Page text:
Caption (image above): therapeutic photography + scanography (by Sofia Silva).

More about Enoc Perez‘s work here

Enoc Perez’s new photo collages engage with social media, appropriation, and the artist’s consistent and inventive search for new forms. Sourcing images from the internet of minimally dressed or nude women, from amateur selfies to more professional photos, Perez adds hand painted and cut collaged forms to both obscure and enhance the picture.
The cutout shapes function as censor’s marks – thwarting our ability to see the original image in its entirety while making it all the more attention-grabbing and voyeuristic. At the same time the collaged bits make it into a happy game, playful colors and forms replacing a need for more visual information and reminding the audience of the artist’s role in directing and delivering fresh ways of seeing..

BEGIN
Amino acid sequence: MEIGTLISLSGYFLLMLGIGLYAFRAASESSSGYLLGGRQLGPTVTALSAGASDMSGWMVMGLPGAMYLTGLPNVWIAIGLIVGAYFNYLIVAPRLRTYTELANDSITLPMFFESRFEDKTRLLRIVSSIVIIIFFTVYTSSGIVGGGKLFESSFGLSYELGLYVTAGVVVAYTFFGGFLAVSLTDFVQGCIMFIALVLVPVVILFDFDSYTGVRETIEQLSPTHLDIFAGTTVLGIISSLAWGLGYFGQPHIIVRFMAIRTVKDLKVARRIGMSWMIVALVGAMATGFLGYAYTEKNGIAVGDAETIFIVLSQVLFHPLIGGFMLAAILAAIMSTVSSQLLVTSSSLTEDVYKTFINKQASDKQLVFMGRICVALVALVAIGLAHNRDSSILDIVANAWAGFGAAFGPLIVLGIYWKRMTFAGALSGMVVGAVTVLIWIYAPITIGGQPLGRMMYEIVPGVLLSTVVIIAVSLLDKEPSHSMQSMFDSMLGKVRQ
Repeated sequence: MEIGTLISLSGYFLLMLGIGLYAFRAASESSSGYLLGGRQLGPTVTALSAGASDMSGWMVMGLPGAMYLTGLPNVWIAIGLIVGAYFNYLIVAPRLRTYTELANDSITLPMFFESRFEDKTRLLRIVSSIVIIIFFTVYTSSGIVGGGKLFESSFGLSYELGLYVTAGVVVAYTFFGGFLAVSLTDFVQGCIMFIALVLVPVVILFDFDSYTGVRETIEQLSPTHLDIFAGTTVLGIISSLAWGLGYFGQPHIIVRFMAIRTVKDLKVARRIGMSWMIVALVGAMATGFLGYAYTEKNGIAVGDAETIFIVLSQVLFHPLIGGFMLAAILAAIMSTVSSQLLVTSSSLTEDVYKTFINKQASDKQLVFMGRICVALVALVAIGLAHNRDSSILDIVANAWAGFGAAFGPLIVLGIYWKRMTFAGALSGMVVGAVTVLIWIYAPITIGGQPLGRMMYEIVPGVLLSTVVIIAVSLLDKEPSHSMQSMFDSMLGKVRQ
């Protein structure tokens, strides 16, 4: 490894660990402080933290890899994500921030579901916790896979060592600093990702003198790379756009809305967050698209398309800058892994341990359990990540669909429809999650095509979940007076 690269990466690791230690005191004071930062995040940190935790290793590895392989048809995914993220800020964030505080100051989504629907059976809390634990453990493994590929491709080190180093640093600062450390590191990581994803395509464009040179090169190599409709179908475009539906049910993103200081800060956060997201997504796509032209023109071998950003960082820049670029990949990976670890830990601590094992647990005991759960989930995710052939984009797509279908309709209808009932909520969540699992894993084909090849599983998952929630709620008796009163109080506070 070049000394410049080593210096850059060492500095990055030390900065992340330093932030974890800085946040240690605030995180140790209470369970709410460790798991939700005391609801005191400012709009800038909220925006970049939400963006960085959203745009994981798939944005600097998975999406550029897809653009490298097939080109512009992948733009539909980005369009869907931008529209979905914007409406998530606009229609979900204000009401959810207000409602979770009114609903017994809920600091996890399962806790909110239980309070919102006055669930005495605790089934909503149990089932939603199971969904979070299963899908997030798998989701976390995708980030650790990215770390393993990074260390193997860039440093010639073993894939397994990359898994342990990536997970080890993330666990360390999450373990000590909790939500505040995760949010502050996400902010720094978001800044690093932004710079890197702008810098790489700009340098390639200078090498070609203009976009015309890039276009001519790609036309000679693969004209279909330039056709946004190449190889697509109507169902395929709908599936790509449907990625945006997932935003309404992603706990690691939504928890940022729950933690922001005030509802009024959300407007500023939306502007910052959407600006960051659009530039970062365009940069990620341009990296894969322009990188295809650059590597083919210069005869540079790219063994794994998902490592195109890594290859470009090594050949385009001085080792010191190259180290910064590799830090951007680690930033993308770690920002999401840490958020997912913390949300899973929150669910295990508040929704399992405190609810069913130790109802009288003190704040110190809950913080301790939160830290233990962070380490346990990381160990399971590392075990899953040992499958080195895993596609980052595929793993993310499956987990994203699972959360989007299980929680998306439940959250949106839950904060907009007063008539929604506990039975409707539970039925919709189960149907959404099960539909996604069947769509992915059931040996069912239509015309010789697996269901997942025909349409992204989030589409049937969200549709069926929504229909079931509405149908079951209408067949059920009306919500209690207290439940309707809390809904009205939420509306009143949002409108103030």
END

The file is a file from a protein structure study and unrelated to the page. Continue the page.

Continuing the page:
Source: Danziger Gallery.

More about Hayley Warnham‘s work here

Hayley Warnham about Everything is Beautiful: I really love old Black & White photography, and I particularly loved how all the photos were square rather than rectangular. I worked digitally so not to damage the original photographs, and I wanted to inject a sense of life and atmosphere into them. I had the idea to overlay vibrant colours and textures to highlight particular elements of the photograph and the first piece I created (and my favourite) was with the pigeons, I feel it truly captures what this series is all about, how when you start to take notice, everything really is beautiful..
Source: Fused.

More about Tamara Lorenz‘s work here